The galvanizing force behind Postel is the narrowing that happens between the input and the output. In physical terms it is a lessening in size but in information terms we can see it as an analog to lessening of bad variation. The world of information is chaotic. Errors creep in, but if every component takes the opportunity to make things a little simpler or cleaner, it acts as a counter-balance to those errors. In the aggregate, systems become more robust.
Depending upon how much abstraction and analogy you care for, this article is a bit of a wild ride. I’ve drawn a comparison between an information systems principles and the physical world. Let’s go further and extend it to social systems.
Societies often have the notion of ‘good character.’ We can attempt all sorts of definitions but at its core, isn’t good character just having tolerance for the foibles of others and being a person people can count on? Accepting wider variation at input and producing less variation at output? In systems terms that puts more work on the people who have that quality – they have to have enough control to avoid ‘going off’ on people when others ‘go off’ on them, but they get the benefit of being someone people want to connect with. I argue that those same dynamics occur in physical systems and software systems that have the Postel property.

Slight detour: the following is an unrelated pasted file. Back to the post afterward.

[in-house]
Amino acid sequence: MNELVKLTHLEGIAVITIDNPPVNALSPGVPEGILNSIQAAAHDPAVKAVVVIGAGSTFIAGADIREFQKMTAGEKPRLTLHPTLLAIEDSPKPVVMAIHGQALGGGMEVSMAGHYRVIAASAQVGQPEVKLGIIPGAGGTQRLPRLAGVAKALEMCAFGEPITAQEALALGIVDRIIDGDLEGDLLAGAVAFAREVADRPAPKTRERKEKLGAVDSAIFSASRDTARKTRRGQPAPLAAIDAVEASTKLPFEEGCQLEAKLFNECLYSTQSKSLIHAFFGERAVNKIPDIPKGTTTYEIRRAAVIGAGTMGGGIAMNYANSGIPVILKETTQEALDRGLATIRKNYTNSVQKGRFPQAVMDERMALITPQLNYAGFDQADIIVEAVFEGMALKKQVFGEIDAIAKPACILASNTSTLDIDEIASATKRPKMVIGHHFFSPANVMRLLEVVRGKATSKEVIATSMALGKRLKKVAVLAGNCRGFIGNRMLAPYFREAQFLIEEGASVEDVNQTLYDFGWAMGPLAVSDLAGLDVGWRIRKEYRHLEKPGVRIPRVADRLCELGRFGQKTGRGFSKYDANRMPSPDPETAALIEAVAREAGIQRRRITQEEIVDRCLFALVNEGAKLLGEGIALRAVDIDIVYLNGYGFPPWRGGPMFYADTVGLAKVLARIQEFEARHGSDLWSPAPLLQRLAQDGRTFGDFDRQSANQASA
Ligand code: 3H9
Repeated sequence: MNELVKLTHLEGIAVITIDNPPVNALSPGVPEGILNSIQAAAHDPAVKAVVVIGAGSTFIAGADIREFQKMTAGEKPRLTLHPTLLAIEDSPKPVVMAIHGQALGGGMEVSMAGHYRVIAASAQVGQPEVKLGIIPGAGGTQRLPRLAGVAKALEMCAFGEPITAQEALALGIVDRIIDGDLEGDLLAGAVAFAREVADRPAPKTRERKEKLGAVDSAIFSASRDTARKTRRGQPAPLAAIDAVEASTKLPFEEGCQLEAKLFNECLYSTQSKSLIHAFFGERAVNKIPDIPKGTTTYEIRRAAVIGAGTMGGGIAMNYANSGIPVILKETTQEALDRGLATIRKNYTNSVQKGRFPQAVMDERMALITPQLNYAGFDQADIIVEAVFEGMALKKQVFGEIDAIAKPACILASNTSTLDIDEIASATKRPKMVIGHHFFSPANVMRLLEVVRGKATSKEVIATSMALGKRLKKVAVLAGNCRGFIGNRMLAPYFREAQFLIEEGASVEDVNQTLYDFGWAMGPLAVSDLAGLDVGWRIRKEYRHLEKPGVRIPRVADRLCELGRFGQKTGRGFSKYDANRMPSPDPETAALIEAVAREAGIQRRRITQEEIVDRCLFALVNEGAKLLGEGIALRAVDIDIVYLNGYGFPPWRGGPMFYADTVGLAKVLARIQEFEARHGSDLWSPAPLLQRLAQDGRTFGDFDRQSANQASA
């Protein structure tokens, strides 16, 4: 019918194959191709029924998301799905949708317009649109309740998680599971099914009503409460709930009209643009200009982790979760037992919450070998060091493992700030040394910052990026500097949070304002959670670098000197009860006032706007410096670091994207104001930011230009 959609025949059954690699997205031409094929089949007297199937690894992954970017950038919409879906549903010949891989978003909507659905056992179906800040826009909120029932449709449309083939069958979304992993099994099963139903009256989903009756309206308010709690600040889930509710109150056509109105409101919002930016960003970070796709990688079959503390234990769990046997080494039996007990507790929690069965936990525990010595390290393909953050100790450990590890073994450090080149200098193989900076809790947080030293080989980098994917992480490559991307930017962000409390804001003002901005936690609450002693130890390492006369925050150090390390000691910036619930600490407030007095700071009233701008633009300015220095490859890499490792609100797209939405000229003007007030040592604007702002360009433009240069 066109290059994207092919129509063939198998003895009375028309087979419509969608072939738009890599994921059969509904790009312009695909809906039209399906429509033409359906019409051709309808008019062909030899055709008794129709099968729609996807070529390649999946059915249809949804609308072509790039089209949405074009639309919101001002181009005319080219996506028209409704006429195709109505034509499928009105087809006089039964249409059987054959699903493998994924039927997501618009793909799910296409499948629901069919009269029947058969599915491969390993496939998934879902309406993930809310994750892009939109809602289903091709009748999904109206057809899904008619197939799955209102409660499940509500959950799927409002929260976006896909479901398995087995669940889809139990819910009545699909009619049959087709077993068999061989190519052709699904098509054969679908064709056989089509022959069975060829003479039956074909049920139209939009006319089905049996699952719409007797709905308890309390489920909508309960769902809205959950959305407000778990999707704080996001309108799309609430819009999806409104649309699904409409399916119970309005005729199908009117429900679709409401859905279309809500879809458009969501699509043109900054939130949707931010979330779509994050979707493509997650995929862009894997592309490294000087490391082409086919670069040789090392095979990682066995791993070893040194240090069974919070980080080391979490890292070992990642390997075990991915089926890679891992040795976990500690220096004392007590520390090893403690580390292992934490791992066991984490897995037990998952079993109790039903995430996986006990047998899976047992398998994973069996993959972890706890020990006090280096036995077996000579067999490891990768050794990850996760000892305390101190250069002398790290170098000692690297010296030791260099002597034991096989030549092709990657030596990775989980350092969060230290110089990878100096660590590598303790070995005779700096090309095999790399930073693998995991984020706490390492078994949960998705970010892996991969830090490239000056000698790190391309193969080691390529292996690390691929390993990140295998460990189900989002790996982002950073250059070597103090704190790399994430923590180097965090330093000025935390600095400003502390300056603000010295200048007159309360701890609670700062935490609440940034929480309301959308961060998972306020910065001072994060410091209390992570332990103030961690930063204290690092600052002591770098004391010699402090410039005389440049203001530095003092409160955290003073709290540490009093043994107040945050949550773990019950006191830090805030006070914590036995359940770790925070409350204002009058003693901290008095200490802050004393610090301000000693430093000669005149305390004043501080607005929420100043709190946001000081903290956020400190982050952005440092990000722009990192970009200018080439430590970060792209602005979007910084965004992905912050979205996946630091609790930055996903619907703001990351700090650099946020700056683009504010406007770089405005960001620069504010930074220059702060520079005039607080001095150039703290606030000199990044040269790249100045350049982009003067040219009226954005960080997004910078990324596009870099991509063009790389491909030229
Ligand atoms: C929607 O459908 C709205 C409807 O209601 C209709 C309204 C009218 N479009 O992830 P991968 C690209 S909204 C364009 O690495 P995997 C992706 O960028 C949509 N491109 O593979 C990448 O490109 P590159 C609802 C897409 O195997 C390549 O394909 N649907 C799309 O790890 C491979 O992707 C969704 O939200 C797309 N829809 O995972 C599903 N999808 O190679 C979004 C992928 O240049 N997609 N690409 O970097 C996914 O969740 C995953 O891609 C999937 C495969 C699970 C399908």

Postel’s Law is not without controversy. If you search you’ll find a lot of criticism. The primary argument is that when components accept loose specifications they invite bad practice. It’s almost like the concept of ‘moral hazard’ in economics. The classic example of this is, again, web browsers. The number of odd cases browsers dealt with in the growth years of the web was staggering, and you could get just about anything that was HTML-like to render. As a result, browser rendering code became some of the most complex and exceptional-case ridden code on the planet. But, in exchange, the web grew swiftly. Over time, browsers have started to tighten the reins. That sort of thing can happen slowly after a growth period. But it doesn’t always. The question is whether accelerated growth is worth it. In manufacturing, we’ve achieved incredible efficiencies by reducing tolerances. Clearly, a different strategy but not one that seems able to achieve the same kind of infectious growth as Postel.
So far I’ve been talking about Postel’s Law as it is a conscious strategy, but it works even if it isn’t. I don’t think browser developers were thinking about input tolerance through the lens of Postel, although they knew that it was a competitive advantage.
I suspect that Postel structuring is prevalent because it is stable under selection. Think about it in these terms: if you have N components with the Postel property and one without, meaning that it is very strict in its inputs, when people are given a choice, they’ll be likely to reject the stricter input component and select a more tolerant one. It’s just less of a headache. To me this seems like an obvious point, but no doubt someone could run simulations to learn more.
In any case, I think that Postel’s Law is rich. It’s like many other systems principles – once you internalize it you can use it in design. It becomes another tool in the toolbox.